DevOps’ IT requirements are often an issue of quantity, quality, and autonomy. Moving dev-test workloads to the cloud gives teams all of the above. Before, IT administrators were saddled with provisioning on-site resources. This led to either underutilized hardware or server capacity or too few resources.

Moving dev-test workloads to software-defined storage and the cloud gives development teams more flexibility to spin up dev-test environments when they need. This helps them achieve optimal agility and productivity, run highly iterative dev/test cycles, and work in parallel. And, as development environments multiply and grow more ephemeral with containerized apps, DevOps has the scalability to spin up the multitude of end-to-end testing environments required for these projects.

Tip: We’ve seen how better technology solutions can ease friction between DevOps and database admins. The cloud and unified storage can do the same for IT teams and DevOps. Dev-Test environments underpinned with all-flash storage can remove complexity while giving developers a single pane of glass to get self-service access to datasets and roll back to backups when needed.

4. Email, Collaboration, and Productivity Tools

Why? The rise in remote work and collaboration has made hard-to-access software and productivity tools a no-go in 2021. Moving them to the cloud provides access to anyone, anywhere—plus, added security and uptime thanks to providers’ SLAs and global distribution.

“The email server is down again” are words no IT admin wants to say or has to with cloud-based software suites like Microsoft 365 and Google Workspace. People, like applications, need to be able to seamlessly and safely share data and resources, and interconnected software in the cloud makes this easier.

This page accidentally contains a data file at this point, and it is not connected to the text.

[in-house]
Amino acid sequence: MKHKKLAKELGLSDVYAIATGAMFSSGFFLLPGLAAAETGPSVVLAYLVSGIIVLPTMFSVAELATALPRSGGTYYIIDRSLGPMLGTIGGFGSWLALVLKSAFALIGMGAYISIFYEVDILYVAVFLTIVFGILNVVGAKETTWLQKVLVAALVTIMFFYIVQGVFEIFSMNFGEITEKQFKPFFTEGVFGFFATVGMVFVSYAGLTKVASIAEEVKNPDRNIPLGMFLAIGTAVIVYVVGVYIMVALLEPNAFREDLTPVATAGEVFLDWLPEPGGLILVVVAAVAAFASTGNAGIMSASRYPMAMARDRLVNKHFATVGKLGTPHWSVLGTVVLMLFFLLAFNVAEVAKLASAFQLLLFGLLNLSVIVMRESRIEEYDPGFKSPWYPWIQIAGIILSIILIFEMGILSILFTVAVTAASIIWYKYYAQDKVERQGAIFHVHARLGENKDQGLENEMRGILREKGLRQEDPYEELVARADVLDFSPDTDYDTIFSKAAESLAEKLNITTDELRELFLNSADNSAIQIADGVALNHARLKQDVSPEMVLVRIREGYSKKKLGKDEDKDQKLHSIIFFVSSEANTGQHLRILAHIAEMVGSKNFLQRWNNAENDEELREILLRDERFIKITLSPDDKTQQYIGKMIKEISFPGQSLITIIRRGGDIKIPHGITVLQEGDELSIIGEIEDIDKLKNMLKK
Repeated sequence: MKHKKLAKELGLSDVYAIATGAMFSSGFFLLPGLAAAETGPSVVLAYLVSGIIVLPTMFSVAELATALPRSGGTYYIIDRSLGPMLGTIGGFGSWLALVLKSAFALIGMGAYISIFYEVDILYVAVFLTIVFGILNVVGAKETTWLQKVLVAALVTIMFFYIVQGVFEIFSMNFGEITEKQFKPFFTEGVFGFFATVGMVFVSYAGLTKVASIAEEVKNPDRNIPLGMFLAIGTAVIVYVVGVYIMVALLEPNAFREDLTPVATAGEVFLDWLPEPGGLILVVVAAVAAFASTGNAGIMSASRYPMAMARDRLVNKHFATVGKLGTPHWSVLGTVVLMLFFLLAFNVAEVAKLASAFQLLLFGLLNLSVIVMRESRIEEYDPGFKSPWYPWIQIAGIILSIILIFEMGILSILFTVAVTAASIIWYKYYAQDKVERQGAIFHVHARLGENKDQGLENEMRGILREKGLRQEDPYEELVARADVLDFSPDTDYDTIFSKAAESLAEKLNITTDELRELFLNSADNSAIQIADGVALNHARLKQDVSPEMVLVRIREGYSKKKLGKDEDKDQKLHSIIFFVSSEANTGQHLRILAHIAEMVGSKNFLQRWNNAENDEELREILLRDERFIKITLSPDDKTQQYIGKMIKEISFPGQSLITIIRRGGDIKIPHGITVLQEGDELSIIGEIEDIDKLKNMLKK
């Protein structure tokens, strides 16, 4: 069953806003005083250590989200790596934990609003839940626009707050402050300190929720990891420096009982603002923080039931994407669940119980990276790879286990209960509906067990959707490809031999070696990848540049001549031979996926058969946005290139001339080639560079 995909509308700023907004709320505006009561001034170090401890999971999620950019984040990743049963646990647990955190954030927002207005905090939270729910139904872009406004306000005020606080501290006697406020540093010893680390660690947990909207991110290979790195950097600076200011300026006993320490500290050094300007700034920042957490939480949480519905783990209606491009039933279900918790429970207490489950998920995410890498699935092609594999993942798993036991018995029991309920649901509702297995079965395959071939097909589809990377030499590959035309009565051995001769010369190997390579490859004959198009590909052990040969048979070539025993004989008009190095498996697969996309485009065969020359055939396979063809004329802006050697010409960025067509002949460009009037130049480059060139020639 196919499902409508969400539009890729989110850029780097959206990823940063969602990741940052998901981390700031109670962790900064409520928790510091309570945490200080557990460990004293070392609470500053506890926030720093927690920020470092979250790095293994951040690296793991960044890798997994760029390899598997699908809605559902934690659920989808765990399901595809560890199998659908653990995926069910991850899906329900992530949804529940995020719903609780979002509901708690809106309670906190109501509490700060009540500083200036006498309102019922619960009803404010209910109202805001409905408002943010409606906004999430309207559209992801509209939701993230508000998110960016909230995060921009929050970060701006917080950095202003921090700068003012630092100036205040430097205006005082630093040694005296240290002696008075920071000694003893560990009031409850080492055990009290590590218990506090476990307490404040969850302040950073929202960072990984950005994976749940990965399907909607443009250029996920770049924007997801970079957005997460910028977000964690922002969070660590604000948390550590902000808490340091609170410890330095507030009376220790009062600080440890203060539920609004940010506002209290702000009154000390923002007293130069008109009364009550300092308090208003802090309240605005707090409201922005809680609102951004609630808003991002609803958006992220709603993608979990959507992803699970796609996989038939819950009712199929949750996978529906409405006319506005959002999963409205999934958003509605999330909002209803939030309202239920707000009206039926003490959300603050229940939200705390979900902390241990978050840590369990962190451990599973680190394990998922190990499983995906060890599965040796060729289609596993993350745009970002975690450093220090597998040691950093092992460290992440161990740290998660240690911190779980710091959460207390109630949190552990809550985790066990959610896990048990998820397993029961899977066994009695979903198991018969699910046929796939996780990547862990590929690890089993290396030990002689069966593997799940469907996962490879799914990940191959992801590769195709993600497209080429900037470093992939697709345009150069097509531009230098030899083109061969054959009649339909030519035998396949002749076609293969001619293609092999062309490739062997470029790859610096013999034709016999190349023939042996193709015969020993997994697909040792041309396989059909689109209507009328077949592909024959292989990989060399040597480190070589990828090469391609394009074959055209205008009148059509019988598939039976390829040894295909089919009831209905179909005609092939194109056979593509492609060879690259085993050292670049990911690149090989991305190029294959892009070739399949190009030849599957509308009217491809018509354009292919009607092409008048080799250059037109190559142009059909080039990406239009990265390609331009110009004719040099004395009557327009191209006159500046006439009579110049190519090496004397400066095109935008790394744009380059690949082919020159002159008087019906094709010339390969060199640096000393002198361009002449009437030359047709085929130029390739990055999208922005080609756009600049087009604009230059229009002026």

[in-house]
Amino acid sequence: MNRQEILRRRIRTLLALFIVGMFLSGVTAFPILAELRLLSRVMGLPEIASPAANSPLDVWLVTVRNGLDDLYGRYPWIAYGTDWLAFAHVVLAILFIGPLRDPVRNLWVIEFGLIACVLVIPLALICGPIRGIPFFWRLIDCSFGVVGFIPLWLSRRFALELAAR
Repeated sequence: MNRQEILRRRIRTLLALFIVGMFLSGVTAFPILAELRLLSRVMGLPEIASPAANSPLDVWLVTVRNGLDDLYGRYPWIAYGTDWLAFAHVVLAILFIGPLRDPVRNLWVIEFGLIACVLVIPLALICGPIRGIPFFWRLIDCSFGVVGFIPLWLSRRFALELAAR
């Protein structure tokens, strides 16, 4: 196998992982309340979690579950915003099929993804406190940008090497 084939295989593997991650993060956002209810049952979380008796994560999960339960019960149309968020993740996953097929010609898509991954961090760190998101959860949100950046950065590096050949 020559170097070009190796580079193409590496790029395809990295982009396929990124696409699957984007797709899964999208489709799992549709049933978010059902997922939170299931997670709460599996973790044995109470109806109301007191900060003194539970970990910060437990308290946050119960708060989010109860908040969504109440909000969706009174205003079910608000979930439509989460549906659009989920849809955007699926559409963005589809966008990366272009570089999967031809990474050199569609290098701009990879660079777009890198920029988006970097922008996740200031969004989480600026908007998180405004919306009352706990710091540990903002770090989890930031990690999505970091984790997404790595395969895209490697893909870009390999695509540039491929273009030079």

From development teams leveraging GitHub Codespaces to marketing teams accessing editorial calendars in the cloud, the case for moving these workloads to the cloud is clear.

5. Back-office Applications

Why? Core business applications like those used by human resources, finance, accounting, and supply chain logistics are outgrowing the legacy, monolith infrastructures they were once built on.

According to the report, back-office applications are the least likely to be running in the cloud, but they are beginning to follow customer-facing applications into the cloud.

The backbone of many enterprises used to be the heavily customized, monolithic back-office apps that defined process. Today, these “are now sprawling with bound-together applications and a complex web of integration”—not easy to work with, or very conducive to agility and data sharing.

“Back-office modernization is the rig that can tap into that wealth of data, enriching the business over time and revealing value levers,” notes software CEO Grant Halloran. As companies outgrow the ERP systems they heavily invested in decades ago, migration of these applications could increase.

The critical component here is ensuring customizations made to on-premises software aren’t lost in the transition, or how these extensions could be rebuilt or replaced in the cloud. Then, the security of the data—no matter where it’s moved or used—is also paramount.

The report shows that plans to migrate workloads to the public cloud will continue over the next year and a half, with hybrid environments that are more than half public cloud.

In moving any workloads to a hybrid cloud environment, there will be challenges and hurdles—but you can be ready for them when your workloads are on Pure. The key is having a single, unified view of all of these workloads, no matter where they are, which you can get with Pure1.